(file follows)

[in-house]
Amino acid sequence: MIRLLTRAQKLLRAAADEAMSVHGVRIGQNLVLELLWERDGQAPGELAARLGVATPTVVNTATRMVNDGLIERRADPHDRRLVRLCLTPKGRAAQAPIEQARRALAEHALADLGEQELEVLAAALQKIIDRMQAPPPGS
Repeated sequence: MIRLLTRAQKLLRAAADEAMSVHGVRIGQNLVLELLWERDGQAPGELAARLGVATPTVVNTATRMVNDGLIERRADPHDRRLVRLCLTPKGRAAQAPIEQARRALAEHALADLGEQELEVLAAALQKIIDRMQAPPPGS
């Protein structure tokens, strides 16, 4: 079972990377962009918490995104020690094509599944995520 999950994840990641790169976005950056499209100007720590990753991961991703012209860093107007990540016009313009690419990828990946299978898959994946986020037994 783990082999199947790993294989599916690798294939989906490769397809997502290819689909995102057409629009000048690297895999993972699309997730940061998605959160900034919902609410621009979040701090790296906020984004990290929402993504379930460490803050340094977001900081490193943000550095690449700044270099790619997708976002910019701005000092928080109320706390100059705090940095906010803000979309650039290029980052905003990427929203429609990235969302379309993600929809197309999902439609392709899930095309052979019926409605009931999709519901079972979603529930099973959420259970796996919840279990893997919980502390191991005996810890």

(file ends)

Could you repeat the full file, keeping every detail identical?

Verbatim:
[in-house]
Amino acid sequence: MIRLLTRAQKLLRAAADEAMSVHGVRIGQNLVLELLWERDGQAPGELAARLGVATPTVVNTATRMVNDGLIERRADPHDRRLVRLCLTPKGRAAQAPIEQARRALAEHALADLGEQELEVLAAALQKIIDRMQAPPPGS
Repeated sequence: MIRLLTRAQKLLRAAADEAMSVHGVRIGQNLVLELLWERDGQAPGELAARLGVATPTVVNTATRMVNDGLIERRADPHDRRLVRLCLTPKGRAAQAPIEQARRALAEHALADLGEQELEVLAAALQKIIDRMQAPPPGS
């Protein structure tokens, strides 16, 4: 079972990377962009918490995104020690094509599944995520 999950994840990641790169976005950056499209100007720590990753991961991703012209860093107007990540016009313009690419990828990946299978898959994946986020037994 783990082999199947790993294989599916690798294939989906490769397809997502290819689909995102057409629009000048690297895999993972699309997730940061998605959160900034919902609410621009979040701090790296906020984004990290929402993504379930460490803050340094977001900081490193943000550095690449700044270099790619997708976002910019701005000092928080109320706390100059705090940095906010803000979309650039290029980052905003990427929203429609990235969302379309993600929809197309999902439609392709899930095309052979019926409605009931999709519901079972979603529930099973959420259970796996919840279990893997919980502390191991005996810890």